Quote of the day—Scott Adams

In nearly every scenario you can imagine, the person experiencing an unlikely addition to their reality is the one hallucinating. If all observers see the same addition to their reality, it might be real. But if even one participant can’t see the phenomenon – no matter how many can – it is almost certainly not real.

Scott Adams
October 19, 2016
I Wake You Up for the Presidential Debate
[His ultimate point is:

If you see something unlikely – such as a new Hitler rising in the midst of America – and I see nothing remotely like that – I’m almost certainly right and you’re almost certainly having the illusion. I say that because the person who sees the unlikely addition to reality is the one experiencing the illusion nearly every time. Trump as Hitler-in-America is an addition to reality that only some can see. It is a pink elephant. It is a classic hallucination.

I’m not trying to say I’m smarter than anyone else. I just don’t see the pink elephant. Nor do perhaps 40% of the country who prefer Trump as president. And when that many people don’t see a pink elephant in a room, you can be sure it isn’t there, no matter how many do see it.

Another symptom of hallucinations is that when confronted by a doubter the believers have a strong emotional reaction and offer little or no evidence to support their claims.—Joe]


9 thoughts on “Quote of the day—Scott Adams

  1. I believe that his vision of Trump as an agent of change is the hallucination.

    Not least as last night was an example of Trump throwing the election.

    • I could only manage the first 10 minutes or so last night, so I didn’t see the “throwing” part. What I did see is clear evidence that Trump is (a) stupid, and (b) lazy. Hillary gave him oodles of opportunities to attack her for lying about her 2nd amendment “support”, and about the meaning of the Heller decision; he did none of that. Clearly he never bothered to study any of this. Clearly he is too dimwitted to understand that such study might be useful.

      He’s still the better choice, though. Lazy and stupid are much to be preferred over evil and totalitarian.

  2. Also note that when you try to say that Trump is not Hitler, you are stuck proving a negative.

    I notice this during the Bush=Hitler days.

  3. Maybe the fact that we assign so much importance to a single political office is the most delusional aspect of our political thinking.

    I’ve called Trump a National Socialist, simply because he’s a Progressive (all Progressives are socialists/incremental communists) and he’s big on the “America First” position. That distinguishes him from most Democrats, who are more of the global communist bent. I stand by that distinction as unarguable.

    That distinction is also, as it so happens, very much the same political distinction that separated much of Europe in the 1920s and ’30s. I wouldn’t care a whit about the differences between a communist and a national socialist, but they care enough to kill each other over it. Thus was World War Two in Eurpoe.

    That is not to call Trump Hitler. Far from it. There were millions and millions of National Socialists back in the day, only one of which was Hitler. And let’s try to be crystal clear; a relatively small number of the National Socialists played any conscious role in the extermination programs, and so to call Trump a National Socialist is not to say that he’s chomping at the bit to fire up the ovens. It simply means he’s a National Socialist, i.e. one who thinks like a socialist AND is a nationalist. That probably describes millions of other Americans at the moment. If you believe I’m calling him Hitler, and therefore millions of other Americans Hitlers, then you’re participating in additive perception.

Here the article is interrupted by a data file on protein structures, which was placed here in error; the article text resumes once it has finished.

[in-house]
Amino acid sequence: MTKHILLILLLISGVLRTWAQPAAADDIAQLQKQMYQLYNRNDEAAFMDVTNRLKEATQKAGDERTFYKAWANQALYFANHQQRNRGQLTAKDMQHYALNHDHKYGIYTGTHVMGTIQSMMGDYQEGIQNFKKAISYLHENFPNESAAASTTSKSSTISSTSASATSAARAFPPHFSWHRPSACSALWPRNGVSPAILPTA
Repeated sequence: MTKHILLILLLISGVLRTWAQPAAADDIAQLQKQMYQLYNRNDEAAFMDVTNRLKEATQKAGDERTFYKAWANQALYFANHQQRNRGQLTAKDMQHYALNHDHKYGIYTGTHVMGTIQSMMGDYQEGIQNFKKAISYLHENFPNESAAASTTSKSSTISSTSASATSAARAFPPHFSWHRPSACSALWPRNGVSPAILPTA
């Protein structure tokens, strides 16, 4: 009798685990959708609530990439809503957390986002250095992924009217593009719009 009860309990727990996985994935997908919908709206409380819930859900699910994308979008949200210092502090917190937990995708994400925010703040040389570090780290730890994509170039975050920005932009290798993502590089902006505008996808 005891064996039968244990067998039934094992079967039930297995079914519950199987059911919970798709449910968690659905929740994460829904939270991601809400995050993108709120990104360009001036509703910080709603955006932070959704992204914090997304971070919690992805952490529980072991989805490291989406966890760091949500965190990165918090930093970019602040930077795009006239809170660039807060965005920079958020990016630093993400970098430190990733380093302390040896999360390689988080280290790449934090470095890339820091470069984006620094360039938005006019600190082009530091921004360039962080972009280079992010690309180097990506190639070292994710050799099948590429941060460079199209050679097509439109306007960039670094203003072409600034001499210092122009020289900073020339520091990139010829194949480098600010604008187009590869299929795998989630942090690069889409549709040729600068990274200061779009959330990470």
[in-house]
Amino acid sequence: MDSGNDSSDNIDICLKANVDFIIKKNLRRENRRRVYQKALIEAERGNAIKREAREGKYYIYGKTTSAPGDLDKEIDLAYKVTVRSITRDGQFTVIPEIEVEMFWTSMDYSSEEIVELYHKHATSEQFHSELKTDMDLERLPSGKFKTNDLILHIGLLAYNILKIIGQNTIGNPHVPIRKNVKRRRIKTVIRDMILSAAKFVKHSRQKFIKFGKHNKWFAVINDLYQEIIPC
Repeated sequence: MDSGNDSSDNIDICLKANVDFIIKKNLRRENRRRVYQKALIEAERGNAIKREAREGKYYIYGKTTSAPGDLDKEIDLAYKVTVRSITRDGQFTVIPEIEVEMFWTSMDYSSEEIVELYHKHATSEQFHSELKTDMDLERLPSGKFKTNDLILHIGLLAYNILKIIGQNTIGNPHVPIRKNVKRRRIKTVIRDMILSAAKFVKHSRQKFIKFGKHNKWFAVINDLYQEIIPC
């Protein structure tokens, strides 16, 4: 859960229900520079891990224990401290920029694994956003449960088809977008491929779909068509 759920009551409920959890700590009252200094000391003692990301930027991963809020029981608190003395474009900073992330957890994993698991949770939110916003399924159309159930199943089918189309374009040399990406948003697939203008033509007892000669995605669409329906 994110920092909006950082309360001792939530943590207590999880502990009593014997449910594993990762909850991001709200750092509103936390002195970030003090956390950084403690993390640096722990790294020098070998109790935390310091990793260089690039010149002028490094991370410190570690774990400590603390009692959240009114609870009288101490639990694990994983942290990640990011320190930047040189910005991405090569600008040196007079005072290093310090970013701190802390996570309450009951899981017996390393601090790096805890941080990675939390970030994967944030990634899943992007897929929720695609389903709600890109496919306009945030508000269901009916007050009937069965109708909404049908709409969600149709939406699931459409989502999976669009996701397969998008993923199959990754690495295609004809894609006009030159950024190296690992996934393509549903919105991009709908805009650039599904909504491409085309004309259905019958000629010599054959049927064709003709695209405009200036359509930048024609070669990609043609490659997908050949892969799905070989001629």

“…when confronted by a doubter the believers have a strong emotional reaction and offer little or no evidence to support their claims.”

    Bingo. That would describe many of the supporters of both Hillary and Trump, by the way. I do not care whether we get a Progressive or a National Socialist though, because I see no important distinction between the two, and because one authoritarian verses some other authoritarian in Washington DC is not our problem as a country. The Parties and voters who put them there, our mesmerized/demoralized culture, is the problem.

    It’s our willingness to place faith and importance in, and relinquish decisions and responsibilities to, some Earthy authority. As long as we have that problem, we’re in a state of danger and decline, or as long as we’re in a state of decline (and emotional insecurity), we’ll have that problem. Therefore, that person who’s looking in the mirror every morning matters far more than one who’s in some silly government office with his name or title on the door.

    It isn’t them. It’s us.

    • You just hit on a very important point indeed. The office of president has grown to be at least 10x more than what the Constitution permits. (For that matter, so have the other branches.)

      Neil Smith observed years ago that presidential assassinations started at the same time as the Imperial Presidency, and this may not be a coincidence.

  4. The fact that 40% of Americans want Trump doesn’t mean none of them see him as Hitler. Some % of them probably do see him as Hitler, and WANT THAT. I don’t see it myself, nor do I see him as a socialist at all. If he wasn’t a Nationalist he wouldn’t have gotten this far. And for anyone who can’t see the difference between a globalist progressive and a Nationalist, whether socialist or not, take off the blinders.


  5. Mr. Trump is a clod. His opponent is shrill. They’re both mean-spirited and vindictive. Whichever one wins, we’ll look back on Mr. Obama’s Presidency, with all his faults and open hostility towards gun-owners, as “the good old days.”

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